The next exercise will reveal the key to this workout, so listen up! Marty asks, "What’s next, flat presses or inclines?" I answer "Neither. Let’s stay on the decline and do decline dumbbell presses now." Marty asks, "Isn’t that overdoing our lower chest?" I answer, "Yeah, probably". So, here’s what I do with the Dumbbell Declines...

Brian Wiefering flat bench dumbbell press
Dumbbell Declines:
Warm-up: 1x15 with 80 lbs
Set 1: 1 X 10 with 90 lbs
Set 2: 1 X 10 with 100 lbs
Set 3: 1 X 10 with 100 lbs
Set 4: 1 X 10 with 100 lbs

By the end of this, the pump in my lower chest is crazy. But, it’s starting to feel like there’s not much left. I know in my head that even though I got all 10 reps on my last set, that if I did a fifth set, I’d be lucky to get it up for 5 reps. Muscle fatigue is setting in and another set of declines would be counterproductive.

Marty looks at his watch and asks "How are we going to get in upper chest?" I tell him we aren’t. We’ll worry about that next chest workout, but today we still have one more movement where we’ll emphasize the lower pecs.

Getting the picture? What we are doing is not simply working 1 body part a week, but breaking it down ever further. We are actually working one part of that body part this week. Now, I don’t want to confuse you. I don’t do this every workout. In fact, next workout will not be all incline movements. I will probably do some flat and incline, and who knows, I might even work in one decline movement. But maybe a few weeks down the road I will do an all incline chest workout. I save these types of workouts. I keep them in my back pocket and pull them out every so often. You’ve got to keep things unique and always trick your body into growth.

So, now we get on the pec deck, but sit extra high and make sure that we concentrate on squeezing our lower pecs. We simply do 4 sets of 15. Nothing tricky.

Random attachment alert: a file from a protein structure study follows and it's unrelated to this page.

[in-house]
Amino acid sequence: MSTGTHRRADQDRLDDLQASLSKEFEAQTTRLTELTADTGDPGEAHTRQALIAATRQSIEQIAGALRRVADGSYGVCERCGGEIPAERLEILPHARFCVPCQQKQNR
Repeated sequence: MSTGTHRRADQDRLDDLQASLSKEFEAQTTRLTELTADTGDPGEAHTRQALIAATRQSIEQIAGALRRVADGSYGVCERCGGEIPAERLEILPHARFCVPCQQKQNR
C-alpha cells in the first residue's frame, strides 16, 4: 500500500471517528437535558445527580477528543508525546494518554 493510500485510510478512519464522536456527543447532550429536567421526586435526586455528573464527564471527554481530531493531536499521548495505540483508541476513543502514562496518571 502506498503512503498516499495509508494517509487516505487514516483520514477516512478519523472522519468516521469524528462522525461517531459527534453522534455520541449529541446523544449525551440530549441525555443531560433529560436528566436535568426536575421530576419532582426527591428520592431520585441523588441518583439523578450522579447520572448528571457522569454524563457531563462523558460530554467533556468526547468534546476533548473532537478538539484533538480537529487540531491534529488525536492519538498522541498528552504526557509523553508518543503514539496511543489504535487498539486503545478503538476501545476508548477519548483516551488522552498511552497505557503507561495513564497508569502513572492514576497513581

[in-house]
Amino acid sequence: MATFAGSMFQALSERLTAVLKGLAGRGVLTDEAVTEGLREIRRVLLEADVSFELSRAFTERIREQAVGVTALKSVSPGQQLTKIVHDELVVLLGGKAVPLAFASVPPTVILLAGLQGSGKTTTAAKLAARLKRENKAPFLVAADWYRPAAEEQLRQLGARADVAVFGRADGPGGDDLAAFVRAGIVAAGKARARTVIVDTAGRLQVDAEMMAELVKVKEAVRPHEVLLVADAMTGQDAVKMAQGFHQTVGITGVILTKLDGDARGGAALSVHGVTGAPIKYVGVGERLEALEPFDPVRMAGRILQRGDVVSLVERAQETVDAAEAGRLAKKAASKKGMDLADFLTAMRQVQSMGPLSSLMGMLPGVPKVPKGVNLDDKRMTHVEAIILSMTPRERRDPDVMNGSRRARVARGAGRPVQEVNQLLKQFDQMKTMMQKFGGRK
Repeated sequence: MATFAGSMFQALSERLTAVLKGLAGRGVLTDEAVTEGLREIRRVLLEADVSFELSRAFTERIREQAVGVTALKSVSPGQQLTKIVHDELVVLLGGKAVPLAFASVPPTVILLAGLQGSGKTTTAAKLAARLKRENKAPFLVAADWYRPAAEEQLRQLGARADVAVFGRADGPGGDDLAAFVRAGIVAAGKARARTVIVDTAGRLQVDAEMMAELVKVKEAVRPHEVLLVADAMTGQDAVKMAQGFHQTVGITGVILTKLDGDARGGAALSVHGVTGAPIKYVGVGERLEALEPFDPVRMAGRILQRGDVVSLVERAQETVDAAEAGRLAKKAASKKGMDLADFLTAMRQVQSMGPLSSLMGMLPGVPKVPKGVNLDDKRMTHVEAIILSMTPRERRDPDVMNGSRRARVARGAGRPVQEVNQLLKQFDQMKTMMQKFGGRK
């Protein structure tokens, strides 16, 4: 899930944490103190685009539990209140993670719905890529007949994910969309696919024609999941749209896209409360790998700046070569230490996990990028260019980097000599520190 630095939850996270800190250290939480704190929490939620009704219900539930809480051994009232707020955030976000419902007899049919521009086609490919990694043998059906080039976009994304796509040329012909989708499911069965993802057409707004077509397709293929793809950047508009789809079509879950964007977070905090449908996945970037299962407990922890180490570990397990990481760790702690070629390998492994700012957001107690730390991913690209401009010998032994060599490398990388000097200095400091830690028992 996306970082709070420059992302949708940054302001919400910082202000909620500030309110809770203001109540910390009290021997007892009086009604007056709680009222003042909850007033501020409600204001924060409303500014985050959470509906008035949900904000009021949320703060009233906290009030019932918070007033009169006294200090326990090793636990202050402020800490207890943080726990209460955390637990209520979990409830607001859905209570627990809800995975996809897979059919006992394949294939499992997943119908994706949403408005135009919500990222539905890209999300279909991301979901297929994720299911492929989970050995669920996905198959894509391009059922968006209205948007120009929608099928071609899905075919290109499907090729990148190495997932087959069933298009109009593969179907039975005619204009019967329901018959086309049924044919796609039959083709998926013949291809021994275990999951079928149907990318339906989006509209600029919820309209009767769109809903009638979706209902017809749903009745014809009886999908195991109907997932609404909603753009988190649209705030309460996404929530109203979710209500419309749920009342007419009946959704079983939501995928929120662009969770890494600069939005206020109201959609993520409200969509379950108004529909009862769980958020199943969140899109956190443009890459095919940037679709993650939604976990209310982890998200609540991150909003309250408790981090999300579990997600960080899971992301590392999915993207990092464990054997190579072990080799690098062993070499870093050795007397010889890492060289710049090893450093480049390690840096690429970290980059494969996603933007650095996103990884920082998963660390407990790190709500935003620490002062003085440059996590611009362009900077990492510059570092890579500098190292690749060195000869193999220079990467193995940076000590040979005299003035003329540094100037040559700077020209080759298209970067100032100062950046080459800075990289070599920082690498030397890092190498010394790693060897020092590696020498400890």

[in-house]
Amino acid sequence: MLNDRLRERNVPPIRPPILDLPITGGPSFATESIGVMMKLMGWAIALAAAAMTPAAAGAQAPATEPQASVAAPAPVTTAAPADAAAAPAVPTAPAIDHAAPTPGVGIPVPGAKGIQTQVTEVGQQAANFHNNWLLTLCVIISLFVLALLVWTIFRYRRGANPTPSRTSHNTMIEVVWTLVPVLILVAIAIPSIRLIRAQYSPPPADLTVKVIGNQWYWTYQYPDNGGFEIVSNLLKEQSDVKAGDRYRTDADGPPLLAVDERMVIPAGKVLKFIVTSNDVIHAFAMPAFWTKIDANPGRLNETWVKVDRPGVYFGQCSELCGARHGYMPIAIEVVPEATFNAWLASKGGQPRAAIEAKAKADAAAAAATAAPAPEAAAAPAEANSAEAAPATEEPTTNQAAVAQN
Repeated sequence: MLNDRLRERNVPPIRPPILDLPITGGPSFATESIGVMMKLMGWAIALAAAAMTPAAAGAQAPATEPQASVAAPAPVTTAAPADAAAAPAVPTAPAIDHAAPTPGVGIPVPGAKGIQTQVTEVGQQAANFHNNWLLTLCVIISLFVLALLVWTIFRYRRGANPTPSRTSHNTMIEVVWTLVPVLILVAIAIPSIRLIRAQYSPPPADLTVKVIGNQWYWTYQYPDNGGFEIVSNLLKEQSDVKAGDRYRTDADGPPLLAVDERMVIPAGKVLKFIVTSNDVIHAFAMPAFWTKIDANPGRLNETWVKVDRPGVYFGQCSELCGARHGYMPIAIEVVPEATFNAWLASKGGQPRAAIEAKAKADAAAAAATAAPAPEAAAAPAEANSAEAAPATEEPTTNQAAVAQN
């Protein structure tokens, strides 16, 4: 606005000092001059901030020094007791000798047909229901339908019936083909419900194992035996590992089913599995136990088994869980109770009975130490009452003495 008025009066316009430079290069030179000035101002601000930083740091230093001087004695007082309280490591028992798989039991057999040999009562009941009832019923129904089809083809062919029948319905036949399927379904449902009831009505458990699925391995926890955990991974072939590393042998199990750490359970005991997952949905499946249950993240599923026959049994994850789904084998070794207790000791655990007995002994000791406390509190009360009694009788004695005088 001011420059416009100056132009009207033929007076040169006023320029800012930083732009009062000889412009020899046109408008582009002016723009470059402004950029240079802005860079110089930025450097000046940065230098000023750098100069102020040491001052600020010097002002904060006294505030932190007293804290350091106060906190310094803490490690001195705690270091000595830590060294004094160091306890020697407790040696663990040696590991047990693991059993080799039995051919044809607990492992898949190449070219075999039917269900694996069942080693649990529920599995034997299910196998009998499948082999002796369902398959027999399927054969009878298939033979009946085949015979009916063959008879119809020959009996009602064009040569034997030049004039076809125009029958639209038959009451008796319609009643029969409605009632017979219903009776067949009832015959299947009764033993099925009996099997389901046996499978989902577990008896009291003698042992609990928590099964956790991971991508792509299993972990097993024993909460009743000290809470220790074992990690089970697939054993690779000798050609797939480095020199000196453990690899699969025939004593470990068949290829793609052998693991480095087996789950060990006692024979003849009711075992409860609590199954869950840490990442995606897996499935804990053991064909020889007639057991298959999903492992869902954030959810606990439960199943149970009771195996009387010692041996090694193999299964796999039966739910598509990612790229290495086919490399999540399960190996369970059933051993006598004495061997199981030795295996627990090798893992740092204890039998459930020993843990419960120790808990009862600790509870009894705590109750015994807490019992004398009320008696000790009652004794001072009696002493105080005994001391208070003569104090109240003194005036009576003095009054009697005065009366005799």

Now remember that soreness I spoke about earlier. Trust me; when you do 12-16 sets for just one part of the muscle during a workout you’re going to feel it. If you’re like me, and like to judge your workouts based on how sore (good soreness) you get, then two days after this workout you’ll know you have hit a homerun (just don’t try and swing a bat, you’ll be way to sore)!

Pec deck exercise lower prc emphasis
We follow barbell declines with dumbbell declines, then pec deck with with lower prc emphasis. This is the essence of "Part of a Park" training.
Reps Weight
Warm-ups: 1x15 135 lbs
1X15 225 lbs
1X10 275 lbs
Set 1-4: 1X10 315 lbs
1X10 315 lbs
1X10 315 lbs
1X9 315 (couldn’t get the the 10th)

Are You a Bodybuilder? Of Course, You Are
Jeff Everson writes about the difference between a bodybuilder and a physique competitor. He says anyone who trains with weights is building their body and is therefore a bodybuilder.

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Dave Uhlman 2014 KY State Overall Bodybuilding Champion
I kept intensity high and rest times to a minimum. I’m a huge believer in slowing the movement down and feeling the muscle.

5-Phase Bodybuilding Nutrition Plan
This is time to do a few minor tweaks; focus on posing, the more I pose the harder I get; don’t get flat